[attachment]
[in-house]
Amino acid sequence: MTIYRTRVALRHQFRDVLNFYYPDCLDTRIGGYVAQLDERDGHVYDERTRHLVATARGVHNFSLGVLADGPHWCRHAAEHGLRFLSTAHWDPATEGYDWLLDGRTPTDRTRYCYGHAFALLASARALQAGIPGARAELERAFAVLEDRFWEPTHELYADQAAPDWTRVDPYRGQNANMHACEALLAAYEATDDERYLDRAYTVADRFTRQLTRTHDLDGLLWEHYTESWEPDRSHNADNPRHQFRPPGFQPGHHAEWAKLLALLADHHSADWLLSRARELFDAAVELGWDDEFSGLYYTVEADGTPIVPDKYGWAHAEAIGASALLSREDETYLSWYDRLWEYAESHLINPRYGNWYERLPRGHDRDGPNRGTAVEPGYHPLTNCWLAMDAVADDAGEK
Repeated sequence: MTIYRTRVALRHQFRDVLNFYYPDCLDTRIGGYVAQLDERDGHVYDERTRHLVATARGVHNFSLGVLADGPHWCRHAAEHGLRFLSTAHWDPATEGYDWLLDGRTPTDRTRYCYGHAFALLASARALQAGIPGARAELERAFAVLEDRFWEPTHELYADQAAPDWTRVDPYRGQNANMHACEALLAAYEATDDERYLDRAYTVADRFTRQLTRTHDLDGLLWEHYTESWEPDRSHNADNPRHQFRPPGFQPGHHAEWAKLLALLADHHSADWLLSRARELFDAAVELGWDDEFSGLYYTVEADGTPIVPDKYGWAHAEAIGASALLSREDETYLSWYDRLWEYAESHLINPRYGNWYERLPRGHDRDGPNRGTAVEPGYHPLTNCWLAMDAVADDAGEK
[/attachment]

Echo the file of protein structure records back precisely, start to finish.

[in-house]
Amino acid sequence: MTIYRTRVALRHQFRDVLNFYYPDCLDTRIGGYVAQLDERDGHVYDERTRHLVATARGVHNFSLGVLADGPHWCRHAAEHGLRFLSTAHWDPATEGYDWLLDGRTPTDRTRYCYGHAFALLASARALQAGIPGARAELERAFAVLEDRFWEPTHELYADQAAPDWTRVDPYRGQNANMHACEALLAAYEATDDERYLDRAYTVADRFTRQLTRTHDLDGLLWEHYTESWEPDRSHNADNPRHQFRPPGFQPGHHAEWAKLLALLADHHSADWLLSRARELFDAAVELGWDDEFSGLYYTVEADGTPIVPDKYGWAHAEAIGASALLSREDETYLSWYDRLWEYAESHLINPRYGNWYERLPRGHDRDGPNRGTAVEPGYHPLTNCWLAMDAVADDAGEK
Repeated sequence: MTIYRTRVALRHQFRDVLNFYYPDCLDTRIGGYVAQLDERDGHVYDERTRHLVATARGVHNFSLGVLADGPHWCRHAAEHGLRFLSTAHWDPATEGYDWLLDGRTPTDRTRYCYGHAFALLASARALQAGIPGARAELERAFAVLEDRFWEPTHELYADQAAPDWTRVDPYRGQNANMHACEALLAAYEATDDERYLDRAYTVADRFTRQLTRTHDLDGLLWEHYTESWEPDRSHNADNPRHQFRPPGFQPGHHAEWAKLLALLADHHSADWLLSRARELFDAAVELGWDDEFSGLYYTVEADGTPIVPDKYGWAHAEAIGASALLSREDETYLSWYDRLWEYAESHLINPRYGNWYERLPRGHDRDGPNRGTAVEPGYHPLTNCWLAMDAVADDAGEK